Brazil’s lithium rule relaxation a boost for Oceana’s Solonopole plans
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Recent moves to relax rules around lithium exports from Brazil highlight the nation’s commitment to becoming a major player in the sector, according to recently listed Oceana Lithium.
Oceana (ASX:OCN), which listed on July 1 and is exploring for lithium at its flagship Solonopole project in Brazil’s Ceara State, could stand to be one of the major ASX listed beneficiaries of Brazil’s willingness to facilitate a local lithium industry.
That willingness was highlighted by a government executive order last week which removed the need for Brazilian lithium exports to be approved by the Science and Technology Ministry’s nuclear energy committee.
The announcement was followed up by commentary from Brazilian Mines and Energy Minister Adolfo Sachsida, who told Reuters that he expected the measure to move lithium investments in Eastern Europe and Asia towards Brazil instead.
The minister was reported describing Brazil as a lithium “safe haven” – music to the ears of anyone looking to do lithium business in the South American nation.
Oceana has enjoyed a strong start to listed life, and chairman Gino Vitale told Stockhead that the latest rhetoric from Brazil served as a further boost.
“The recent signals sent by the Brazilian government augur well for the country’s lithium industry and for Oceana, as we commence exploration of our Solonopole project in Ceara State,” he said.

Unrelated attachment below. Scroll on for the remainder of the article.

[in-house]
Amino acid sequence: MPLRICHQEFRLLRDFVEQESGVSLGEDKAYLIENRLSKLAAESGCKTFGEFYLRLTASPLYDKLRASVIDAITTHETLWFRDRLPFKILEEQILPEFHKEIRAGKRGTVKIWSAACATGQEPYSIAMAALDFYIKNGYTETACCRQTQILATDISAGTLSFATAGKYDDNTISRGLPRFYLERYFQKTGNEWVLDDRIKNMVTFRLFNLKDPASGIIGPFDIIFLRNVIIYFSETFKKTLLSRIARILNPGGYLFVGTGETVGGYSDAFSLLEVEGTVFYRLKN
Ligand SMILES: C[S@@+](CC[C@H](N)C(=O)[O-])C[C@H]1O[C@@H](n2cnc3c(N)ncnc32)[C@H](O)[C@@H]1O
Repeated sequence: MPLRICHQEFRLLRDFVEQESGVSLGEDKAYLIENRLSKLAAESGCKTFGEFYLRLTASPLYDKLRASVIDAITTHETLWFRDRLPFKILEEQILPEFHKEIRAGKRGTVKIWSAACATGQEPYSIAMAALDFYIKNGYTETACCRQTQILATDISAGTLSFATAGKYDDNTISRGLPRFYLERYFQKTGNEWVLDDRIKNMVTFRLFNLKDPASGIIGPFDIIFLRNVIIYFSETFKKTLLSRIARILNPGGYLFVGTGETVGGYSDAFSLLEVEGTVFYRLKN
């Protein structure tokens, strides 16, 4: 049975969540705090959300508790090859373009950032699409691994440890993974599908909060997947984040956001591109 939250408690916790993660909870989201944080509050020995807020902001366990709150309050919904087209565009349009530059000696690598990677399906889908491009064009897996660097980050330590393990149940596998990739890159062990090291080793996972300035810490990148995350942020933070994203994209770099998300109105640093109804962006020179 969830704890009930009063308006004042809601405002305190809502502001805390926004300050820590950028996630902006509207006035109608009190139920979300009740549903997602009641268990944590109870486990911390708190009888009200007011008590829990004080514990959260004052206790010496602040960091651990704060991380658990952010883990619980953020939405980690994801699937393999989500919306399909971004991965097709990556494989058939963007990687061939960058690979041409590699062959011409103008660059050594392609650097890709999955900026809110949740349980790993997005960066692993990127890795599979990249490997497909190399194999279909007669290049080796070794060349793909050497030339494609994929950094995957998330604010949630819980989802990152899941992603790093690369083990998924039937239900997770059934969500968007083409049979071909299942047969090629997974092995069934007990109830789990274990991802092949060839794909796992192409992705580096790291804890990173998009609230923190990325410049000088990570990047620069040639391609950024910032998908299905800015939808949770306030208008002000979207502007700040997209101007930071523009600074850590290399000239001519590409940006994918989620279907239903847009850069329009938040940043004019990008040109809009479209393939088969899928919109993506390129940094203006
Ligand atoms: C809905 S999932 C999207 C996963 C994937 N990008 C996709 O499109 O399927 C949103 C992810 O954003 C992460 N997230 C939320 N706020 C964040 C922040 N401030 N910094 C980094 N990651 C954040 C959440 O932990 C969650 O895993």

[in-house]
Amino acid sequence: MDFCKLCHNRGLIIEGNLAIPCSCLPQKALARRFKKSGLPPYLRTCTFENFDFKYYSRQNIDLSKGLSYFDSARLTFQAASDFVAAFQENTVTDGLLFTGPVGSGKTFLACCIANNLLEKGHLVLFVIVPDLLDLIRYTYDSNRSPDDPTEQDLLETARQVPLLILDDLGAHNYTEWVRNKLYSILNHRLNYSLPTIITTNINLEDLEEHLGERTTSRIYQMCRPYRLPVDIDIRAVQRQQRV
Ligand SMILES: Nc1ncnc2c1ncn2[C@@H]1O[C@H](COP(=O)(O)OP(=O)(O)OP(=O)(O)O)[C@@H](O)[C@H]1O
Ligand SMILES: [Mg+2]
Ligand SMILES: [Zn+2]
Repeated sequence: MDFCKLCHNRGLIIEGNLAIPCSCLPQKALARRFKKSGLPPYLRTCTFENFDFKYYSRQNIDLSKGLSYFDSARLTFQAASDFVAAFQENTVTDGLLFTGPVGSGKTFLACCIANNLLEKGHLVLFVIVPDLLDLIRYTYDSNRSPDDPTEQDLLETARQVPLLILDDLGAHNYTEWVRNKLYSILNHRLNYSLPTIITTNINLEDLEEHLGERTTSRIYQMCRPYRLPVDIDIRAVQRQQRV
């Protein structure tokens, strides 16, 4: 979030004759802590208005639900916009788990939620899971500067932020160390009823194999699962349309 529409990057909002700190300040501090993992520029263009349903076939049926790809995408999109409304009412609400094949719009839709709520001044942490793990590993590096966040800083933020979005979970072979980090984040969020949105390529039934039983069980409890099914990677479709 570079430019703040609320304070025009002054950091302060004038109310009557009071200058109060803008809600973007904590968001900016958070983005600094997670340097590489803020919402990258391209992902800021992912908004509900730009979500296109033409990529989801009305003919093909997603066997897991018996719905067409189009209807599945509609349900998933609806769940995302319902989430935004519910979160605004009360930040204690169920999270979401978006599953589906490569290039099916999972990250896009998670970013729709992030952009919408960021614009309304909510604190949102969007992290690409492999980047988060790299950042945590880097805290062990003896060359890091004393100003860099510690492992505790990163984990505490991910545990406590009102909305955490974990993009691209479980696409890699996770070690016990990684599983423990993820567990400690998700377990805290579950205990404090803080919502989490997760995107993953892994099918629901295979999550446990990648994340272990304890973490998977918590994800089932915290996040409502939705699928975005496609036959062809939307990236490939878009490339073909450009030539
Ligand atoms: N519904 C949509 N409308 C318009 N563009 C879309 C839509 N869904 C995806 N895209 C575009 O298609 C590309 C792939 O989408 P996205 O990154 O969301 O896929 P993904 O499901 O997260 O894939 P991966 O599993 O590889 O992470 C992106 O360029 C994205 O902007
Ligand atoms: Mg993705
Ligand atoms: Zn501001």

“There is a clear belief at government level that Brazil can become a global player in lithium production.
“Oceana shares that view and looks forward to playing a part in the country’s progression to that status.”
Vitale said Oceana believed Brazil had huge potential to contribute lithium on a global scale.
“Though richly endowed and second only to Australia in bulk export commodities like high grade iron ore, Brazil is relatively under-explored compared to Australia and there is a huge amount of untapped potential,” he said.
“Easing the rules around lithium exports makes sense to attract investment in exploration and incentivise efforts to identify new lithium resources.”
Oceana’s Solonopole project permits cover historic artisanal mine sites previously mined for lithium, tantalum, niobium and tin to less than 10m vertical depth.
The project boasts more than 17km of intermittent outcropping lithium-bearing pegmatites, just three hours by sealed road from Fortaleza port.
The pegmatites are currently being mapped, with infill soil geochemistry across a 50m-by-50m grid also being carried out by Oceana’s in-country team.
While Oceana is relatively early to the game and a first mover in Ceara, it’s not the only company which sees potential in the Brazilian lithium space.
The nation is already a well-established producer of lithium concentrates, with integrated mining operations run by AMG Mineração, a subsidiary of Netherlands based AMG Advanced Metallurgical Group N.V., at its Mibra Mine in the southern state of Minas Gerais, and Companhia Brasileira de Lítio at its Mina da Cachoeira also in Minas Gerais.
These players will soon be joined by TSX and Nasdaq-listed Sigma Lithium Corporation, which is developing the Grota do Cirilo project in Minas Gerais.
Grota do Cirilo will be the largest hard-rock lithium deposit in the Americas, with plans to produce 531,000 tonnes per annum of battery-grade lithium concentrate – a figure which would potentially make it the world’s fourth largest lithium producer.
Moves to relax lithium export rules could prompt even more investment in the months and years to come.
This article was developed in collaboration with Oceana Lithium, a Stockhead advertiser at the time of publishing.
This article does not constitute financial product advice. You should consider obtaining independent advice before making any financial decisions.